You’ll find some complaints about Strive’s ease compared to prior installments out there, but even the most critical among them agree that it’s still a great game to play. The game was made to welcome players of other fighting games for one of the easiest Arc System Works titles to approach. Strive just entered its third season, so it remains a great time to join the community and demonstrate your fighting game prowess. Or you can just play the story mode, itself entertaining and beautiful-looking.

Ky Kiske uses an electric cut on Sol Badguy in Guilty Gear Strive.


2. Tekken 8

Tekken 8 is the newest game in Bandai Namco’s (and formerly just Namco’s before the 2006 merger with Bandai) long-running Tekken series, one turning 30 this year. This new-gen series installment will include a bunch of returning characters like Paul Phoenix, Marshall Law, Nina Williams, and the long-MIA (canonically, anyway) Jun Kazama. They’ll join new characters Azucena Ortiz, Victor Chevalier, and Reina Kazama. All of these characters will fight in a game that boasts the prettiest graphics yet in the Tekken series, one that looks better than most fighting games on the market.

It wouldn’t be a new Tekken installment if it didn’t include new gameplay features. The key one is the “Heat System,” which creates new rush-down possibilities for all 32 current characters as they lunge at the opponent. It will also do chip damage. These changes alone will make the gameplay tempo faster-paced and more aggressive than previous installments, in a franchise already known for its aggressive gameplay.

Tekken 8 is bound to be a hot fighting game on the market and in the tournament scene, alongside Street Fighter 6. Tekken 7 had a habit of improving in popularity over recent years in tournaments, especially at the Evolution Championship Series (aka Evo), and Tekken 8 could follow that trend. Now is a good time to learn how to play the game and a favorite character with the rest of the audience.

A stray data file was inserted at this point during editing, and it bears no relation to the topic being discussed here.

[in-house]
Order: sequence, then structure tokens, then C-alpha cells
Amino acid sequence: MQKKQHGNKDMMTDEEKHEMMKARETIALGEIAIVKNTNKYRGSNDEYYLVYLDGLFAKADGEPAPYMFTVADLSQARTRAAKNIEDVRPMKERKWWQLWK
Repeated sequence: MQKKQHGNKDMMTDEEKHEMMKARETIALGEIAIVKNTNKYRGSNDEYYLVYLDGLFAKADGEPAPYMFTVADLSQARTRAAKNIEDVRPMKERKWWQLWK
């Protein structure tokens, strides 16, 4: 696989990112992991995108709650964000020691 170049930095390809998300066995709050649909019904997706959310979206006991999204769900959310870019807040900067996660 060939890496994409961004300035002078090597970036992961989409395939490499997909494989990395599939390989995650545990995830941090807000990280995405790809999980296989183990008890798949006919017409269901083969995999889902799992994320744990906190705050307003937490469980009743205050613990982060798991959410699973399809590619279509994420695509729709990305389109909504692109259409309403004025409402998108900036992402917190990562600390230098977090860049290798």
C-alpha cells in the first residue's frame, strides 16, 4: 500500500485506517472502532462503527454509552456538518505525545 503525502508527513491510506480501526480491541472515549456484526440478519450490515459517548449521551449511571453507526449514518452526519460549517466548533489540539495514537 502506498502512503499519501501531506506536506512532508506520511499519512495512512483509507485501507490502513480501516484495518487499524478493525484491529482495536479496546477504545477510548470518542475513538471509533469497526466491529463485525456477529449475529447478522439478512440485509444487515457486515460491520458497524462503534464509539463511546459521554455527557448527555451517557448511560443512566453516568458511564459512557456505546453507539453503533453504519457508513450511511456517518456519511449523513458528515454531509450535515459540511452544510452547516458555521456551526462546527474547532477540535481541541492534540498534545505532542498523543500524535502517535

Paul Phoenix gives Marshall Law a wallop of a Power Punch in Tekken 8.


1. Granblue Fantasy Versus: Rising

Cygames realized they had a light pile of gold on their hands by turning the popular Granblue Fantasy free-to-play mobile game into a fighting game through Granblue Fantasy: Versus, with the ever-present Arc System Works handling the development duties. It was indeed successful, with popular characters like Gran, Katalina, Narmaya, and Vira, all having move sets that work well within the confines of a 2D fighting game. Versus itself has remained popular in the tournament fighting scene since its first launch in early 2020.

Granted, Versus hasn’t always had the best luck. The game had the misfortune of releasing just before the Covid-19 pandemic began, which hampered its chances of taking off in the tournament scene early on. The online play was also terrible for online tournaments to be held. But its popularity has remained solid enough that Granblue Fantasy Versus: Rising has been made, a version that includes all the DLC characters released thus far and more extra content. It also, most importantly, includes rollback netplay for the strongest and actually-good online connections.

Granblue Fantasy Versus: Rising isn’t solely at the top of this list because of its popularity and newness. It’s the game on this list that also FEELS most like Street Fighter, especially Street Fighter V. Anyone familiar with the feel of the newer Street Fighter games, specifically its combos, counters, and emphasis on zoning and spacing, will have little issue picking up and playing Rising.

Katalina uses a large Frozen Blade on Gran in Granblue Fantasy Versus: Rising.


Street Fighter 6 remains a big-enough time sink that you may not have time to play other fighting games simultaneously. If you do, though, here’s a good list to take a good look over for other games to consider. These games will have active communities online and in tournaments for years to come, so there’s plenty of time for them.


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Geoffrey is the lowest-level Druid imaginable who read too many gaming magazines as a child. This made him decide that he wanted to do this video game journalism thing professionally.
Gamer Since: 1985
Favorite Genre: RPG
Currently Playing: Assassin's Creed Unity